Safety Circuits Electrical

We have touched briefly in the past on machine safety and it might be a good opportunity to have a look at some of the things we need to consider when setting up a control circuit on machinery.

When we start with the circuit design, we need to know what category the machine falls into as this will determine the type of safety circuit we need to incorporate into the design. The one thing no one tells us is how and/or where we need to place some of the controls. To explain this, consider a machine where we need to incorporate a reset button on the safety circuit.

Take a bit of time to follow what this means:
We have a machine that has a safety gate to prevent people entering the hazardous area whilst the machine is operating. This gate has a dual channel safety switch to monitor the gate and to shut down the machine when the gate is opened. Now comes the interesting part. You have wired the safety switch to a safety relay and set the control circuit up. Does this satisfy requirements?
Actually, it does NOT! What we need to ensure is that the safety circuit is wired in such a manner that the machine will not be able to start until such time as the circuit has been reset. Think about what could happen. A person opens the gate, the machine stops and he/she walks into the protected area. The gate closes behind him/her and as such the safety circuit is “healthy” and the operator will be able to start the machine.
So, how do we avoid this? We wire the circuit in such a way that when the gate is closed and the safety circuit “healthy”, we have to push a reset button before the machine can be started. The question now is where to place this reset button? Can we position that at the operator station? Again the answer is NO. The reset has to be placed in such a position that the person that is going to reset the circuit must have a clear view of the area.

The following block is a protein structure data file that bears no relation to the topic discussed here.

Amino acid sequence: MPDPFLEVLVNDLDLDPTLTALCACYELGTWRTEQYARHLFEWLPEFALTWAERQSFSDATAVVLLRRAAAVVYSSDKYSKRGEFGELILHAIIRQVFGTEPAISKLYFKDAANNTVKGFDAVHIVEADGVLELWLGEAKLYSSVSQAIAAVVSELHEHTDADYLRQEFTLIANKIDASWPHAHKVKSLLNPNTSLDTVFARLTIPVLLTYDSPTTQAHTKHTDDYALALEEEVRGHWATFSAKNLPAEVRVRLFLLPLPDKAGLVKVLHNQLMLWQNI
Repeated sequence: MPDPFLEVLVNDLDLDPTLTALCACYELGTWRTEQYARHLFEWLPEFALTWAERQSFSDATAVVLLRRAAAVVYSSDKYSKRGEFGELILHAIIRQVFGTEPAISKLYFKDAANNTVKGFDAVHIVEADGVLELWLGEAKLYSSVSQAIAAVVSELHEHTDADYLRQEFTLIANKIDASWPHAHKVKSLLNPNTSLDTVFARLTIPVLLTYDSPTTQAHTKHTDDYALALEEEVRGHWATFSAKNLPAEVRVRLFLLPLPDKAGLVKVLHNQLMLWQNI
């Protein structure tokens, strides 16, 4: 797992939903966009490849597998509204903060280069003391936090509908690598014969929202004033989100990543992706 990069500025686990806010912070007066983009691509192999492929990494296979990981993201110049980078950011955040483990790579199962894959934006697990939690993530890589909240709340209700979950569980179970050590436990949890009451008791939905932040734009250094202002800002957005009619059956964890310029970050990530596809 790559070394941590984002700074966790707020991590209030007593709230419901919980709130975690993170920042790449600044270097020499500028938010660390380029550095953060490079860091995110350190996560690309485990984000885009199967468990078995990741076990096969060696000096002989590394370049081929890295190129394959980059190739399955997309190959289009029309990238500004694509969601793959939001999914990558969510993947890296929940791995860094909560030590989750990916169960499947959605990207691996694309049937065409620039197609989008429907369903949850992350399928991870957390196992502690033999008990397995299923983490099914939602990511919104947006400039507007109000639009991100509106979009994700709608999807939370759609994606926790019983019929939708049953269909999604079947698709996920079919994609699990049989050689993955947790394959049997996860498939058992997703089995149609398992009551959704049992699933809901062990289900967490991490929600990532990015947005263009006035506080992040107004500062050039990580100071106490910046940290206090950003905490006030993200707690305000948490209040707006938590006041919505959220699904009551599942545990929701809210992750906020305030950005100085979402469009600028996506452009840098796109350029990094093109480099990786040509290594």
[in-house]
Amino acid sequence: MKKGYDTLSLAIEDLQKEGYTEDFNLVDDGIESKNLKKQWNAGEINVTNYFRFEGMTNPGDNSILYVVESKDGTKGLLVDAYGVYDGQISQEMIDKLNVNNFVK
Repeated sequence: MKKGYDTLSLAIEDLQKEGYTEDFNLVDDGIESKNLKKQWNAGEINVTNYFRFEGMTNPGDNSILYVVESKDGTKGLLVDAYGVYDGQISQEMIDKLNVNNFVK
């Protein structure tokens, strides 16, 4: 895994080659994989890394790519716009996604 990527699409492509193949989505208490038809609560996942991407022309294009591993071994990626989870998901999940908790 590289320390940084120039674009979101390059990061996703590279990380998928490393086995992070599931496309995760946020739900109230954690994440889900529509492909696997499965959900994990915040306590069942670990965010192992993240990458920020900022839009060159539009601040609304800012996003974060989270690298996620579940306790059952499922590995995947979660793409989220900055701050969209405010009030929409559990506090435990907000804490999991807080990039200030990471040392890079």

Again, there are different methods available here. You may even need to install a dual reset function. This works on a specific time between the two reset operations. Take the same scenario. The person entered the protected area and has now finished what they were doing. When leaving the area they push the first reset button. They now have a certain time to get to the second button and push that to complete the reset action. Please note that you must use approved safety relays and timers when wiring the safety circuits.
I suppose the best thing you can do is to stand in front of the machine, look at what you are planning to install to satisfy the requirements and then try to find scenarios that could make it fail. Forget your technical background. Look at it as if you are going to walk up to the machine and use it, and what you would do if something goes wrong on the machine. This is typically where you continue to ask yourself “what if”
You may argue that the person that entered the protected area did not follow procedure because the machine was not locked out. You are correct but that is another issue. From our perspective, we have to take into account that this could happen and that we ensure the person will still be protected.
Hope this short article helps a bit and until next time, stay safe and remain passionate about your trade